Alright, I can hear ya’ thinking right away; “There was no Z/28 in 1975 and 1976, you dolt“, and you’d be perfectly on the mark for this kit is based on the 1976 RS model! But my good grief, the struggle a man has to go through and the sheer wallet emptying a man has to do to merely find a ’74-’77 Camaro to begin with is nothing short of soul destroying.
So I took the best chance I had, and made myself a ’74 Z/28 inspired ’76 RS. Why? Cause the Z/28 editions fit the scheme of my Camaro line up more, to start with. Another good reason is cause the ’75 and ’76 Type LT had no stripes to speak of and the RS had this odd yet interesting black/stripe/body color get up that really wouldn’t fit whatsoever.
So, here we are! An impostor Z/28 from the era where Chevrolet nearly killed off the Z/28 package all together, with the wrong trim levels for its year and coming off the kit that has nothing to do with RS nor Z/28 at all. Allow me to elaborate, short history lesson time!
In 1976 the Pontiac Firebird was kicking serious ass in sales, especially the Trans-Am(half of the sales in ’76 were T/A’s) which was beating the Camaro a fair bit, even with the V8 slaughter cause of the 1973 oil crisis. Even though both Pontiac and Chevrolet are under the same corporation name, the rivalry wasn’t any less fiery cause of it, both were competing to be the winner in the sales figures. And even though the ’77 Camaro brought back the Z/28 to give the customer some power to play with, the ’76 and ’77 models had at best a 350 cubic inch V8 while the Firebird T/A had a 400 cubic inch V8 or the 455 cubic inch V8 which easily outdid the Camaro. Difference for most folks? Price. Getting a Camaro with the 350 ci was a good thousand bucks(1976 money; the RS sat at 3927$ and the T/A 455 was 4985$) cheaper than the 455 package from Pontiac. So getting it taped up over at AHC was still cheaper than a Firebird, hell still a few hundred off from the 400ci T/A even.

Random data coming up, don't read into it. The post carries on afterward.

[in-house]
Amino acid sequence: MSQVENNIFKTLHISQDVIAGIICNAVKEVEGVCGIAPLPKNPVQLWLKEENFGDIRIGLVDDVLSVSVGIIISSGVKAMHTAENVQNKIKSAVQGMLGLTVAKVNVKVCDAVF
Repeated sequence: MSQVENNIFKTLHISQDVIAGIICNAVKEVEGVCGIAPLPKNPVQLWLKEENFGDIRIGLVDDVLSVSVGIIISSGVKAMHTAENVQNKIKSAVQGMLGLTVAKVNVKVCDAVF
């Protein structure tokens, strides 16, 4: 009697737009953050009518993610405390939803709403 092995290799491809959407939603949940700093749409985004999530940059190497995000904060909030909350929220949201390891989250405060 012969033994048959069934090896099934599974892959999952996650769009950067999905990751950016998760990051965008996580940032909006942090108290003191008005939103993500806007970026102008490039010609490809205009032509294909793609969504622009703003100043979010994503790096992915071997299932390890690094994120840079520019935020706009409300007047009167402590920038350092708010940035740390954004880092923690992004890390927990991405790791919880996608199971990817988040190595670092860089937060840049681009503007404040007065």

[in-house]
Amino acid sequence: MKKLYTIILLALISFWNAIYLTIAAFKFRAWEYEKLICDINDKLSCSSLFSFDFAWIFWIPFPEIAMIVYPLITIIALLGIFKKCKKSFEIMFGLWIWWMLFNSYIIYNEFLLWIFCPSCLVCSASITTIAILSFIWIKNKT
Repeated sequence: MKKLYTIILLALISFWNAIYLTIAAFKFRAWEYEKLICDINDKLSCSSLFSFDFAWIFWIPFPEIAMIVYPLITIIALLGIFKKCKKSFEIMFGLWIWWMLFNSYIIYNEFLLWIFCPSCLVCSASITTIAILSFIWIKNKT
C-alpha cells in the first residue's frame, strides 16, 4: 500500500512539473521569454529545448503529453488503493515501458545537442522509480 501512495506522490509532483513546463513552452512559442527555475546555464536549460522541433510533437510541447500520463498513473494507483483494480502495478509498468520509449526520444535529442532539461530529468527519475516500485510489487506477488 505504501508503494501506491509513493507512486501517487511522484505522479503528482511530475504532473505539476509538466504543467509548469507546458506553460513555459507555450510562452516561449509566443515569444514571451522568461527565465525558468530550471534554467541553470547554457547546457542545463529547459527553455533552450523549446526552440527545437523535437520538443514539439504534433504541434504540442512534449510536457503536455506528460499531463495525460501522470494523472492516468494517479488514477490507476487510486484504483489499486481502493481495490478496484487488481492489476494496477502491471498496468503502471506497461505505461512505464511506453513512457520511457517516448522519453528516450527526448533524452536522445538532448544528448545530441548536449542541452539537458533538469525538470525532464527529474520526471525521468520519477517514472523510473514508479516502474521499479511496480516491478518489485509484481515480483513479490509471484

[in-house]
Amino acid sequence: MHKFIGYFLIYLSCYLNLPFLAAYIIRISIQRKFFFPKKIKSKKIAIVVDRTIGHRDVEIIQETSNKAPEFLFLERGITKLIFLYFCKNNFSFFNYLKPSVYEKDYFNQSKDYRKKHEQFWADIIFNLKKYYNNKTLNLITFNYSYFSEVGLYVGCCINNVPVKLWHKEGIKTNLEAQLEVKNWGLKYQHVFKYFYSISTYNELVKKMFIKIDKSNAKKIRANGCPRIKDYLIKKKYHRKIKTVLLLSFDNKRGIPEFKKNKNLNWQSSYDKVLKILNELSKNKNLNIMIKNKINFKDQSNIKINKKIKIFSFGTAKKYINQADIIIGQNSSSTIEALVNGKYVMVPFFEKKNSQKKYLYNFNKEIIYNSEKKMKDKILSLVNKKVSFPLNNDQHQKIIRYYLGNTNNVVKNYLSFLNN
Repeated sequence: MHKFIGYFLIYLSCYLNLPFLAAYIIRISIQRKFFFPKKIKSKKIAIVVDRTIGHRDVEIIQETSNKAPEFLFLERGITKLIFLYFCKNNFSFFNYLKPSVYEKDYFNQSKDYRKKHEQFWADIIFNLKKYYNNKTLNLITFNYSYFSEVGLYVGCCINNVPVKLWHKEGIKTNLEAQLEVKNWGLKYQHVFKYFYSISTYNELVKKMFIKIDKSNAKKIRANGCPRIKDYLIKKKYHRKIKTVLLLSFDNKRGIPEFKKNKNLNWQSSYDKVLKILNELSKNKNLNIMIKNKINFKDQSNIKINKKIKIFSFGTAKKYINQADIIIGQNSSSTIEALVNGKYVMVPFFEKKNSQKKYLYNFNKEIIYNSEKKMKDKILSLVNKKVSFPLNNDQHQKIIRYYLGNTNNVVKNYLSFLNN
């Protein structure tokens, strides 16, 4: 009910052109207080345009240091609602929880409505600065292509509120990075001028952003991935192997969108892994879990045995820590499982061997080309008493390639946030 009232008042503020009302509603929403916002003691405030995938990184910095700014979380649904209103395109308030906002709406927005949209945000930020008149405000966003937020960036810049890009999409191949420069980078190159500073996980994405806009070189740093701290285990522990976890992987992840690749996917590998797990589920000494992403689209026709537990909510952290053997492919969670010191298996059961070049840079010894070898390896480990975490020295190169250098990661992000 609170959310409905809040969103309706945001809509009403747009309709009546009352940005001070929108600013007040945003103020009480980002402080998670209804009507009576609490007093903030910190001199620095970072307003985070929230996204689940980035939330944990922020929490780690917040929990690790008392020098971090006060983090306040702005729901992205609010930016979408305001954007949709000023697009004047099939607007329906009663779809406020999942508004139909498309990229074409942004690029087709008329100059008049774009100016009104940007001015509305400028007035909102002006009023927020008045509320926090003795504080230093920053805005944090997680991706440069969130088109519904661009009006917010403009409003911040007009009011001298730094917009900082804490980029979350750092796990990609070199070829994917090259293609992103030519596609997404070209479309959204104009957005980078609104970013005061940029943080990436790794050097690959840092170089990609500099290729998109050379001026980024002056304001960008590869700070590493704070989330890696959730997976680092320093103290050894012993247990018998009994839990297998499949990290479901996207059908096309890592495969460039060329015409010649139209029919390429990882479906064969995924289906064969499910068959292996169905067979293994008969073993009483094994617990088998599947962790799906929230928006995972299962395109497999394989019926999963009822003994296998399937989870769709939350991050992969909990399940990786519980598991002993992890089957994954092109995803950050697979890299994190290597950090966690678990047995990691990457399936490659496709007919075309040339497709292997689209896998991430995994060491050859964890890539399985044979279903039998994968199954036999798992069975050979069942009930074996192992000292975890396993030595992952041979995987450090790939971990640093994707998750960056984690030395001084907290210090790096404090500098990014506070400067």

So cue the American Hatch Company’s effort at finding middle ground, I suppose. AHC made high quality T-top windows, frames, so on. But they also dabbled with vinyl
kits which were really a hot item in the 1970s, and they figured that the concept of “what if we dress up a Camaro like a Firebird” was worth the effort. It was literally just a package of Firebird ‘inspired’ decals for any Camaro from 1973 through 1977 and all you had to do was ask your local Chevy dealer for more info. I’d say it didn’t pan out for them given no-one can really say they’ve seen this “AHC-100” Camaro drive around, even finding pictures of the real deal is nigh impossible. The most common evidence of it having been legit is that AMT issued this kit, the one I built, in 1977 to join the party and that’s really about it, some Motor Trend ads, the AMT kit and a few posters here and there in Chevy dealers across the USA.
I bought two sets of decals from Keith Marks, one for the ’76 RS, one for the ’74 Z/28 before I was sure on which way to go with the kit; I have some ’69 stripes left that I was going to use but thought, y’know what, screw it, it may be a 1976 Camaro, it may not have an official Z/28 version, but dammit I am building one! So time to talk about the kit, finally eh?